Battle of Britain
The Battle of Britain was a military campaign of the Second World War, in which the Royal Air Force defended the United Kingdom against large-scale attacks by Nazi Germany's air force, the Luftwaffe. It has been described as the first major military campaign fought by air forces; the British recognise the battle's duration as being from 10 July until 31 October 1940, which overlaps the period of large-scale night attacks known as The Blitz, that lasted from 7 September 1940 to 11 May 1941. German historians do not accept this subdivision and regard the battle as a single campaign lasting from July 1940 to June 1941, including the Blitz; the primary objective of the German forces was to compel Britain to agree to a negotiated peace settlement. In July 1940, the air and sea blockade began, with the Luftwaffe targeting coastal-shipping convoys and shipping centres, such as Portsmouth. On 1 August, the Luftwaffe was directed to achieve air superiority over the RAF with the aim of incapacitating RAF Fighter Command.
As the battle progressed, the Luftwaffe targeted factories involved in aircraft production and strategic infrastructure. It employed terror bombing on areas of political significance and on civilians; the Germans had overwhelmed France and the Low Countries, leaving Britain to face the threat of invasion by sea. The German high command knew the difficulties of a seaborne attack and its impracticality while the Royal Navy controlled the English Channel and the North Sea. On 16 July, Adolf Hitler ordered the preparation of Operation Sea Lion as a potential amphibious and airborne assault on Britain, to follow once the Luftwaffe had air superiority over the UK. In September, RAF Bomber Command night raids disrupted the German preparation of converted barges, the Luftwaffe's failure to overwhelm the RAF forced Hitler to postpone and cancel Operation Sea Lion. Germany proved unable to sustain daylight raids, but their continued night-bombing operations on Britain became known as the Blitz. Historian Stephen Bungay cited Germany's failure to destroy Britain's air defences to force an armistice as the first major German defeat in World War II and a crucial turning point in the conflict.
The Battle of Britain takes its name from a speech given by Prime Minister Winston Churchill to the House of Commons on 18 June: "What General Weygand called the'Battle of France' is over. I expect that the Battle of Britain is about to begin." Strategic bombing during World War I introduced air attacks intended to panic civilian targets and led in 1918 to the amalgamation of British army and navy air services into the Royal Air Force. Its first Chief of the Air Staff Hugh Trenchard was among the military strategists in the 1920s like Giulio Douhet who saw air warfare as a new way to overcome the stalemate of trench warfare. Interception was nearly impossible with fighter planes no faster than bombers, their view was that the bomber will always get through, the only defence was a deterrent bomber force capable of matching retaliation. Predictions were made that a bomber offensive would cause thousands of deaths and civilian hysteria leading to capitulation, but widespread pacifism contributed to a reluctance to provide resources.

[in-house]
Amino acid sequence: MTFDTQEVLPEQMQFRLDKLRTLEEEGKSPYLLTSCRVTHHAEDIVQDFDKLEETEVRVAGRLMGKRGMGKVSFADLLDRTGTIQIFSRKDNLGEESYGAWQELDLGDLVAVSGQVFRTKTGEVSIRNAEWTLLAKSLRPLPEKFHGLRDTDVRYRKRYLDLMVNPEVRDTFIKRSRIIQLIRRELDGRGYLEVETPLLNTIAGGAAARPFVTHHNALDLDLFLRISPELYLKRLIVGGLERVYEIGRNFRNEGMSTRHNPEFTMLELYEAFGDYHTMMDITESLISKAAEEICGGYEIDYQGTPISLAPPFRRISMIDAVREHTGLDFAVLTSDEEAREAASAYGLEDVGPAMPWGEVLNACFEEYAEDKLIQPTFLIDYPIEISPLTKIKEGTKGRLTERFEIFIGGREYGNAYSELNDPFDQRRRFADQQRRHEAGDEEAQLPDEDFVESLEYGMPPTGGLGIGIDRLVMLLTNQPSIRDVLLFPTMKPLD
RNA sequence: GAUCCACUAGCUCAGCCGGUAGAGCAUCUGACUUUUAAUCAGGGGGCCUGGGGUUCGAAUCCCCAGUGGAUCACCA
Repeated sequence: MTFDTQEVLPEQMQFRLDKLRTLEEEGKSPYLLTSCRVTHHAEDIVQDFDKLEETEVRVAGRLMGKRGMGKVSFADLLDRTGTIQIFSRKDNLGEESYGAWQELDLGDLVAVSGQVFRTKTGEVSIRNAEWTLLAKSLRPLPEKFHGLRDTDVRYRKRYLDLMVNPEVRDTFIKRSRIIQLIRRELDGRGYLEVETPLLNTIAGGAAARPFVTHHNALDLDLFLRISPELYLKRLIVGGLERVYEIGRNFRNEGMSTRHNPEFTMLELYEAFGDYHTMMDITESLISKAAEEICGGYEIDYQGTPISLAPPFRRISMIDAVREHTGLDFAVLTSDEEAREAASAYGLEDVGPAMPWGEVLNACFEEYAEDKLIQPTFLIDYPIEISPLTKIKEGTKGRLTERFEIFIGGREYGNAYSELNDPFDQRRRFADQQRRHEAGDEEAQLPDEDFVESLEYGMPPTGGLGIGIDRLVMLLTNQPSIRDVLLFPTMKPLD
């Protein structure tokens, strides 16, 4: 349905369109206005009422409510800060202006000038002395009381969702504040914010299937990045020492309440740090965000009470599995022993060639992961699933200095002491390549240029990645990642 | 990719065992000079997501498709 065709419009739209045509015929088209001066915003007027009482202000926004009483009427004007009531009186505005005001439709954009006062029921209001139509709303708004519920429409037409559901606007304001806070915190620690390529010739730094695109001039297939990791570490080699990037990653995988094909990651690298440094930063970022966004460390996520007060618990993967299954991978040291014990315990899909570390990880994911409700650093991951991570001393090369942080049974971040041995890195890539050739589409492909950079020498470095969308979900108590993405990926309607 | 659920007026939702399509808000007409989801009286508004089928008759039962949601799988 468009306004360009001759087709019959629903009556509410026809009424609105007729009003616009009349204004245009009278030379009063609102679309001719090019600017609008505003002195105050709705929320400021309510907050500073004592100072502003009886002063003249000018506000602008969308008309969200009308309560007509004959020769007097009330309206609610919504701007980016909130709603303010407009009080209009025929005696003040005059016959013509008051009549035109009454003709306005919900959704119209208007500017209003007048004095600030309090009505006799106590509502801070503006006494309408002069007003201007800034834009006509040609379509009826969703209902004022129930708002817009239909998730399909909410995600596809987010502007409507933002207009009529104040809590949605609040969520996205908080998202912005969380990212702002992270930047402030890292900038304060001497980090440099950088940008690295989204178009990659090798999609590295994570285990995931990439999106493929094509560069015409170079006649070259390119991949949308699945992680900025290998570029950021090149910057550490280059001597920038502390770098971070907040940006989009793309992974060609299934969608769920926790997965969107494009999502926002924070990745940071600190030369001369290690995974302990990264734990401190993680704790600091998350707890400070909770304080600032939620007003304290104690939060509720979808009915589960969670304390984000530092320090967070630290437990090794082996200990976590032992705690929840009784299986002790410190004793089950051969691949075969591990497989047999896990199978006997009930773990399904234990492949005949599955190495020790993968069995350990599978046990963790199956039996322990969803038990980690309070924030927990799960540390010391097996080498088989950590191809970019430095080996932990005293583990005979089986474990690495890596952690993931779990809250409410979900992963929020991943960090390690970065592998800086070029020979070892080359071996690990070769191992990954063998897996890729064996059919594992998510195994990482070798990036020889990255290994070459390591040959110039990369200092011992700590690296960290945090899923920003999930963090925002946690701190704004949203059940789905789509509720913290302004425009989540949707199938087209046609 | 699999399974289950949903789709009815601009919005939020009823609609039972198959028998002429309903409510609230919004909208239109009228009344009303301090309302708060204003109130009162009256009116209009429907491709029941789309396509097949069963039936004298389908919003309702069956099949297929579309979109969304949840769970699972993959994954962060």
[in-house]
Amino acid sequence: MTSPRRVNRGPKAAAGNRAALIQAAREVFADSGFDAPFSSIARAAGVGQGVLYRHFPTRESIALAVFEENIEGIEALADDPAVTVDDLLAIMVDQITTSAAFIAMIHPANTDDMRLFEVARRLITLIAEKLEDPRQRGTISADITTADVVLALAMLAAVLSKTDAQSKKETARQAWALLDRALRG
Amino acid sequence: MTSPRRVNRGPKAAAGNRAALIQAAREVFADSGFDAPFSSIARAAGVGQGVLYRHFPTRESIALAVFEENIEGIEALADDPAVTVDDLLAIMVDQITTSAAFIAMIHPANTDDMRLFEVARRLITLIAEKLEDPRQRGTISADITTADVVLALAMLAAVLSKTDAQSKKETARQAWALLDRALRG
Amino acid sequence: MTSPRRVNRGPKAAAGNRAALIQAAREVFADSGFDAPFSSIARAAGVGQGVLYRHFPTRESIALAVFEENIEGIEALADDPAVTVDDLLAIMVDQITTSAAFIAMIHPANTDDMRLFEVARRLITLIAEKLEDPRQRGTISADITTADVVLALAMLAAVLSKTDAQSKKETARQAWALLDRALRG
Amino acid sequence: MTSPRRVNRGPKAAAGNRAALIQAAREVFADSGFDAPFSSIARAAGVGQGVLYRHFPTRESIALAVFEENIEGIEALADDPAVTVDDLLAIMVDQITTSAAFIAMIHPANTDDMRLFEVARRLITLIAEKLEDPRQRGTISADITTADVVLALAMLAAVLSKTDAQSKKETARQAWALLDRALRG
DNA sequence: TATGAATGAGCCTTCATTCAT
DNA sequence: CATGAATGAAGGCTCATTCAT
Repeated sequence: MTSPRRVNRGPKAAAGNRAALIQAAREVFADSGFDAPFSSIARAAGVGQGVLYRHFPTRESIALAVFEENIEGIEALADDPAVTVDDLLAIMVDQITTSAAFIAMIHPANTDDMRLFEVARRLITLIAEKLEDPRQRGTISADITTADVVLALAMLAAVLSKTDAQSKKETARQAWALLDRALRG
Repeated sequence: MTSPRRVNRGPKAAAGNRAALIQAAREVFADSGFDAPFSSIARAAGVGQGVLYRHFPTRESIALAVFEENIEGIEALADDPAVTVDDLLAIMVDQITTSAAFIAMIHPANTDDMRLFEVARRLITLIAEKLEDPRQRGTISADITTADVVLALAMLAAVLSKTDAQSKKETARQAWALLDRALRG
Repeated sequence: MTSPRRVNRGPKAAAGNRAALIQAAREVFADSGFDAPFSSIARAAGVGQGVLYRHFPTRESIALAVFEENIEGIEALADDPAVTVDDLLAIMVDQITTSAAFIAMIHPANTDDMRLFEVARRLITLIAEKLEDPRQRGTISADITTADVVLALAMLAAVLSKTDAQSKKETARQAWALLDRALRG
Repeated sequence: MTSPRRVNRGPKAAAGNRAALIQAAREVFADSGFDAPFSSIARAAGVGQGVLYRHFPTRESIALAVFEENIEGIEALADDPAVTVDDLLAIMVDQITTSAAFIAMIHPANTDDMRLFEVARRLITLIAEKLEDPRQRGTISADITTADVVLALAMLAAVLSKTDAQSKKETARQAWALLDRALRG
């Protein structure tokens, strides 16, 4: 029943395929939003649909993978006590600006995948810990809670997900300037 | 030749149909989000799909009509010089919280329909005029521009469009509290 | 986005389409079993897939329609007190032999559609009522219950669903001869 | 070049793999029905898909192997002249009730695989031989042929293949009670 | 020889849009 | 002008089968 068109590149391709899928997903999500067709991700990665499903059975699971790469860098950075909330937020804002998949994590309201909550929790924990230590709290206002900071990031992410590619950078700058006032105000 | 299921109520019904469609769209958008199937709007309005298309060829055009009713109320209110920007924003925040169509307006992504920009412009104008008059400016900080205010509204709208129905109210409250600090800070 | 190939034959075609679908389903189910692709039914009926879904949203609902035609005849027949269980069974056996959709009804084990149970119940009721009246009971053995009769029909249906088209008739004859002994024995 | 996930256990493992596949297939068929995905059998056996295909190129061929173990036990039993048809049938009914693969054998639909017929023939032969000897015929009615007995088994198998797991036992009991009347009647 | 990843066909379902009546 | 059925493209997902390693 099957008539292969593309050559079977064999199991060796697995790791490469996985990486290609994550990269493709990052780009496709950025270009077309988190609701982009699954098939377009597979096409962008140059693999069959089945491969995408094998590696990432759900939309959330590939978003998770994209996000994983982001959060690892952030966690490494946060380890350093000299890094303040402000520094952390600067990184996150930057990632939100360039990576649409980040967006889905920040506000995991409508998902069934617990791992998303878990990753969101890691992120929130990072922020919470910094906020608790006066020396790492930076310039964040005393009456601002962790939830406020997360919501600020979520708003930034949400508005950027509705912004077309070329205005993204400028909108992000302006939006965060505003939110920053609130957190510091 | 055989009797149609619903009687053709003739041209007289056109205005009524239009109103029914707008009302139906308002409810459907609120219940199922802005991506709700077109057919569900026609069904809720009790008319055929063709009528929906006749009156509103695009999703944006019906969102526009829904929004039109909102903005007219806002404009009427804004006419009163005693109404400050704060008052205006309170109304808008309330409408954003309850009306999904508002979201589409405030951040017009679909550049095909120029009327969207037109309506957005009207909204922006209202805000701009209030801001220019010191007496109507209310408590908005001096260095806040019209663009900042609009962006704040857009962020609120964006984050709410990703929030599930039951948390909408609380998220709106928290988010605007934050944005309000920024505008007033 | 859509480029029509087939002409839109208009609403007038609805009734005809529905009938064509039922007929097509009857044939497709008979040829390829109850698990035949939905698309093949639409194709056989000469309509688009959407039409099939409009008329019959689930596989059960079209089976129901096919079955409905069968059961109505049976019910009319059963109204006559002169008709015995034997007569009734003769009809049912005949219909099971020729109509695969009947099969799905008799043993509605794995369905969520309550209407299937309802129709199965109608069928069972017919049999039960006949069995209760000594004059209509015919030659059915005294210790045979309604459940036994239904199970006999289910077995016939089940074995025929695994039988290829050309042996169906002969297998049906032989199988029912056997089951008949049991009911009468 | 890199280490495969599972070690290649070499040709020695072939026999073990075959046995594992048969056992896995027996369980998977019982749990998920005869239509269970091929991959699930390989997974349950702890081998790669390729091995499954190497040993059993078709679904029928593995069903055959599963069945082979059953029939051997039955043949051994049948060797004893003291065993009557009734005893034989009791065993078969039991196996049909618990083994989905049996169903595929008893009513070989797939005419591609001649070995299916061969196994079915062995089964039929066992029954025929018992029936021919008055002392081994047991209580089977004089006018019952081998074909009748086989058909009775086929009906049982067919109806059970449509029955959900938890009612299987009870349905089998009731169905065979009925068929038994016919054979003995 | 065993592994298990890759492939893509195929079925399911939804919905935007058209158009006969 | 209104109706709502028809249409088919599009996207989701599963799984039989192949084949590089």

Germany was forbidden a military air force by the 1919 Treaty of Versailles, therefore air crew were trained by means of civilian and sport flying. Following a 1923 memorandum, the Deutsche Luft Hansa airline developed designs for aircraft such as the Junkers Ju 52, which could carry passengers and freight, but be adapted into bombers. In 1926, the secret Lipetsk fighter-pilot school began operating. Erhard Milch organised rapid expansion, following the 1933 Nazi seizure of power, his subordinate Robert Knauss formulated a deterrence theory incorporating Douhet's ideas and Tirpitz's "risk theory", which proposed a fleet of heavy bombers to deter a preventive attack by France and Poland before Germany could rearm. A 1933–34 war game indicated a need for fighters and anti-aircraft protection as well as bombers. On 1 March 1935, the Luftwaffe was formally announced, with Walther Wever as Chief of Staff; the 1935 Luftwaffe doctrine for "Conduct of the Air War" set air power within the overall military strategy, with critical tasks of attaining air superiority and providing battlefield support for army and naval forces.
Strategic bombing of industries and transport could be decisive longer term options, dependent on opportunity or preparations by the army and navy, to overcome a stalemate or used when only destruction of the enemy's economy would be conclusive. The list excluded bombing civilians to destroy homes or undermine morale, as, considered a waste of strategic effort, but the doctrine allowed revenge attacks if German civilians were bombed. A revised edition was issued in 1940, the continuing central principle of Luftwaffe doctrine was that destruction of enemy armed forces was of primary importance; the RAF responded to Luftwaffe developments with its 1934 Expansion Plan A rearmament scheme, in 1936 it was restructured into Bomber Command, Coastal Command, Training Command and Fighter Command. The latter was under Hugh Dowding, who opposed the doctrine that bombers were unstoppable: the invention of radar at that time could allow early detection, prototype monoplane fighters were faster. Priorities were disputed, but in December 1937 the Minister in charge of defence coordination Sir Thomas Inskip decided in Dowding's favour, that "The role of our air force is not an early k